Print Friendly and PDF
only search openDemocracy.net

The real civil libertarian candidate stands up

About the author

Rupert Read was a Green Party councillor in Norwich and a candidate in the 2009 European Parliamentary elections. He is Chair of the Green House thinktank.

Rupert Read (Norwich, The Green Party): The powers that be at Our Kingdom are welcoming the way Davis has called this highly-unusual byelection. I can understand that; I can understand the desire to applaud and welcome what he has done and what he is making possible. I said as much myself, in my earlier post on this on OK.

But I think what we also need to be very clear about is that no way is David Davis any kind of poster boy for civil liberties. Much of what he believes in and much of his record is extremely antithetical to what many on OK take for granted. I fear that this fact has not fully emerged in most of what has been written on OK about this byelection campaign.

Well, it is about to emerge – here, and far beyond. Because there is one political Party which has decided to fight David Davis, primarily on this set of issues. The Green Party has just decided that it will field a candidate against Davis. It is time for real civil libertarians now to stand up and be counted.

Here are some key reasons why readers should consider backing the Green Party against the Tory Party in this unique byelection where we are now the main challengers to Davis:

1) Davis's stance is arbitrary and not radical enough: why draw the line at 28 days? 28 days is already way more than most civilised societies allow. True habeas corpus requires that we role back the number to about 3-7 – which are the numbers normal around the rest of Europe (see on this the Green Party’s Jean Lambert MEP).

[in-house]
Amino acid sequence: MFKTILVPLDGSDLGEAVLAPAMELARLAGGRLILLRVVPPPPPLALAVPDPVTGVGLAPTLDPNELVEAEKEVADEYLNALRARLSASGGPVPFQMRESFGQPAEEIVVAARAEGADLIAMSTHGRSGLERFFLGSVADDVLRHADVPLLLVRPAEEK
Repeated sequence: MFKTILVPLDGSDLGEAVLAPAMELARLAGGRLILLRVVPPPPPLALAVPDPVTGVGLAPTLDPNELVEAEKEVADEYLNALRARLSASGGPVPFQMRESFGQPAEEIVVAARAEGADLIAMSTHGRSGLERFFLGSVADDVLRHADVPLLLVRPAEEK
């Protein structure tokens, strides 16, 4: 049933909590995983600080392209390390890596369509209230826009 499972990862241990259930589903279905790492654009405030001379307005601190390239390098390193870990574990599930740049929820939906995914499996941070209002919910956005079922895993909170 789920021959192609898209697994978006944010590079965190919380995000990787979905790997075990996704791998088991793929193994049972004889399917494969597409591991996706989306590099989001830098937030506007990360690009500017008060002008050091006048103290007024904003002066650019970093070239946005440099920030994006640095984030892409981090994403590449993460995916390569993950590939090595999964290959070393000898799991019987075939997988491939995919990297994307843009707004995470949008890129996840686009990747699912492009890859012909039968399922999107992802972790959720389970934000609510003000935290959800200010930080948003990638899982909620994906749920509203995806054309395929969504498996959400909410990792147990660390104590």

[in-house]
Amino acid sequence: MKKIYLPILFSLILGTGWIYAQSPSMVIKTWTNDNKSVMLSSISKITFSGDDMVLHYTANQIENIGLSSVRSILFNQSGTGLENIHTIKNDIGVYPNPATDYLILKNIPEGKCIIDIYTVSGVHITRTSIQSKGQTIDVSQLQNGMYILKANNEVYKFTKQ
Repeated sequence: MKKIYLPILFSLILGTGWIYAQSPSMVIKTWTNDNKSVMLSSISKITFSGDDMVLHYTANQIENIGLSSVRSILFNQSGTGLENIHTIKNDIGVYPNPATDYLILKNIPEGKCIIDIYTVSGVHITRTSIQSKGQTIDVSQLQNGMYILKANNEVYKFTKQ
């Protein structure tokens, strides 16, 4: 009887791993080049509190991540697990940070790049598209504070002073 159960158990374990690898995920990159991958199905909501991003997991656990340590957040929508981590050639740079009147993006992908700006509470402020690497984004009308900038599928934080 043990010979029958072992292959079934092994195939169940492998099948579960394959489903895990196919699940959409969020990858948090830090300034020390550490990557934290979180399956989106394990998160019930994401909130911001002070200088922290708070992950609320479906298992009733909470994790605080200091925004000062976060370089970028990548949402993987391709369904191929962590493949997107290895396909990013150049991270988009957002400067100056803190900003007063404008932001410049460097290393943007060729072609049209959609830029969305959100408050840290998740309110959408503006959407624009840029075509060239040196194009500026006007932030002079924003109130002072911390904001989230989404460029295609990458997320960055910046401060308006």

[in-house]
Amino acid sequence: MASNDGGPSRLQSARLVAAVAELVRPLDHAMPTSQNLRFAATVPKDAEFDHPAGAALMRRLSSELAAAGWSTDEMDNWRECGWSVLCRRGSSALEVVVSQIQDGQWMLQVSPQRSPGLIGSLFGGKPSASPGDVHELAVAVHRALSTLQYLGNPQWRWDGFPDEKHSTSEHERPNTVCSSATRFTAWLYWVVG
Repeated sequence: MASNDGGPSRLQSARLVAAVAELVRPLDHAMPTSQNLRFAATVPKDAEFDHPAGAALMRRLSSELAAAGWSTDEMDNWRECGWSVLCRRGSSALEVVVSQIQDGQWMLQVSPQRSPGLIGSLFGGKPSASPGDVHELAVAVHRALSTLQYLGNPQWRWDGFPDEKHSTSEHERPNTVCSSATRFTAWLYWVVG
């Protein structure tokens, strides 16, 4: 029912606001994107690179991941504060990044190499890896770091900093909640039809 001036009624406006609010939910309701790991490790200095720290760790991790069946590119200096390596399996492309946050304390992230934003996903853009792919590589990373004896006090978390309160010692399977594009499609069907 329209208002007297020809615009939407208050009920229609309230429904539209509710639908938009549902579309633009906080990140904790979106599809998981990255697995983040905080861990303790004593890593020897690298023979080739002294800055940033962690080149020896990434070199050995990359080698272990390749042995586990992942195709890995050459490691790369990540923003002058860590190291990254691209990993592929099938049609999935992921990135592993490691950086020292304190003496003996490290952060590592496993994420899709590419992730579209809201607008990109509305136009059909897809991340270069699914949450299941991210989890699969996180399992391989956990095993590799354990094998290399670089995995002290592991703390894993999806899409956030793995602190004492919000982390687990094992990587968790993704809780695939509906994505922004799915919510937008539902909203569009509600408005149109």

(2) Davis and the Conservatives are poor on various other key civil liberties issues, think of all the laws passed against dissent in the 80s and 90s; as well as gay rights (on section 28 Davis has taken the homophobic line), capital punishment (Davis is for it, the Green Party against), etc


(3) One needs to go beyond mere 'formal' liberties in this debate. Anyone is 'free' to own a newspaper -- the press is 'free' -- provided that you are extremely rich... ; anyone is 'free' to sue for libel -- provided that they are extremely rich... Take the topical example of the planning system which I wrote about recently on my blog. The rich and powerful can get their way all too often, and then ordinary people lose out. Developers have automatic rights of appeal; ordinary people effectively do not unless they have enough money to go to the High Court. To put the point more generally: We need a society which makes political and civil freedom something which all can have access to ('equality of liberty'), and not merely a preserve of the rich and powerful. The Green Party stands for this; David Davis does not.

(4) This ought to be an argument about freedom in a true, broad sense of that word. True freedom is not mere libertarian anarchy; true freedom is enabled and enabling. People are freer when they are free from fear of old age or ill-health; people are freer when they are well-educated.

We Greens are freedom’s true friends. What Davis purveys is only a narrow shadow of real freedom. Shan Oakes, our candidate in Haltemprice and Howden, is the REAL civil liberties candidate. For real progress on freedom, the voters of Haltemprice and Howden ought in a fortnight’s time to vote Green, not blue…


OK will be continuing this debate in a vigorous fashion over the coming weeks.

 

 


We encourage anyone to comment, please consult the
oD commenting guidelines if you have any questions.